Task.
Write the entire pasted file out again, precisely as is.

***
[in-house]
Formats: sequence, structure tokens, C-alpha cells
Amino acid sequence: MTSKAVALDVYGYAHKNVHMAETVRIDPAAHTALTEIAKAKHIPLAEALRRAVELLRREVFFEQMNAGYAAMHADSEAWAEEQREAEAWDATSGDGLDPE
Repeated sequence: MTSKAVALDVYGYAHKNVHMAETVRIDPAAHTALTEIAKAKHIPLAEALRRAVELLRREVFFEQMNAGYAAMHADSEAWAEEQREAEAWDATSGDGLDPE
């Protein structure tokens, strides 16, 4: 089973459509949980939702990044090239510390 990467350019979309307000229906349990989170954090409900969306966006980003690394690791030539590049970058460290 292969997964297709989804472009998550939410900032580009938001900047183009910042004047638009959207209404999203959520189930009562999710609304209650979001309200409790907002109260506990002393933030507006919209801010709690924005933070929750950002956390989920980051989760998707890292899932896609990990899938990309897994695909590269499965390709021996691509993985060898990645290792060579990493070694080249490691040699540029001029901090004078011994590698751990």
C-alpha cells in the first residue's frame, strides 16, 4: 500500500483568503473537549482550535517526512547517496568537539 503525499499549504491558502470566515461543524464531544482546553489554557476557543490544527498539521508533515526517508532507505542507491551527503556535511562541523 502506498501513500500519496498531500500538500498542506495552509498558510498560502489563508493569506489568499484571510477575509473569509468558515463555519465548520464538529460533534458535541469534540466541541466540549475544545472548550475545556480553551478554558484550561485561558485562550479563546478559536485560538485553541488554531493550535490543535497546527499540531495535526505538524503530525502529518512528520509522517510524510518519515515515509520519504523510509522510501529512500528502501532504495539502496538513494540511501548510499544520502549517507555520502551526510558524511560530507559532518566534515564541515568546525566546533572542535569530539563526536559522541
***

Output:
[in-house]
Formats: sequence, structure tokens, C-alpha cells
Amino acid sequence: MTSKAVALDVYGYAHKNVHMAETVRIDPAAHTALTEIAKAKHIPLAEALRRAVELLRREVFFEQMNAGYAAMHADSEAWAEEQREAEAWDATSGDGLDPE
Repeated sequence: MTSKAVALDVYGYAHKNVHMAETVRIDPAAHTALTEIAKAKHIPLAEALRRAVELLRREVFFEQMNAGYAAMHADSEAWAEEQREAEAWDATSGDGLDPE
């Protein structure tokens, strides 16, 4: 089973459509949980939702990044090239510390 990467350019979309307000229906349990989170954090409900969306966006980003690394690791030539590049970058460290 292969997964297709989804472009998550939410900032580009938001900047183009910042004047638009959207209404999203959520189930009562999710609304209650979001309200409790907002109260506990002393933030507006919209801010709690924005933070929750950002956390989920980051989760998707890292899932896609990990899938990309897994695909590269499965390709021996691509993985060898990645290792060579990493070694080249490691040699540029001029901090004078011994590698751990």
C-alpha cells in the first residue's frame, strides 16, 4: 500500500483568503473537549482550535517526512547517496568537539 503525499499549504491558502470566515461543524464531544482546553489554557476557543490544527498539521508533515526517508532507505542507491551527503556535511562541523 502506498501513500500519496498531500500538500498542506495552509498558510498560502489563508493569506489568499484571510477575509473569509468558515463555519465548520464538529460533534458535541469534540466541541466540549475544545472548550475545556480553551478554558484550561485561558485562550479563546478559536485560538485553541488554531493550535490543535497546527499540531495535526505538524503530525502529518512528520509522517510524510518519515515515509520519504523510509522510501529512500528502501532504495539502496538513494540511501548510499544520502549517507555520502551526510558524511560530507559532518566534515564541515568546525566546533572542535569530539563526536559522541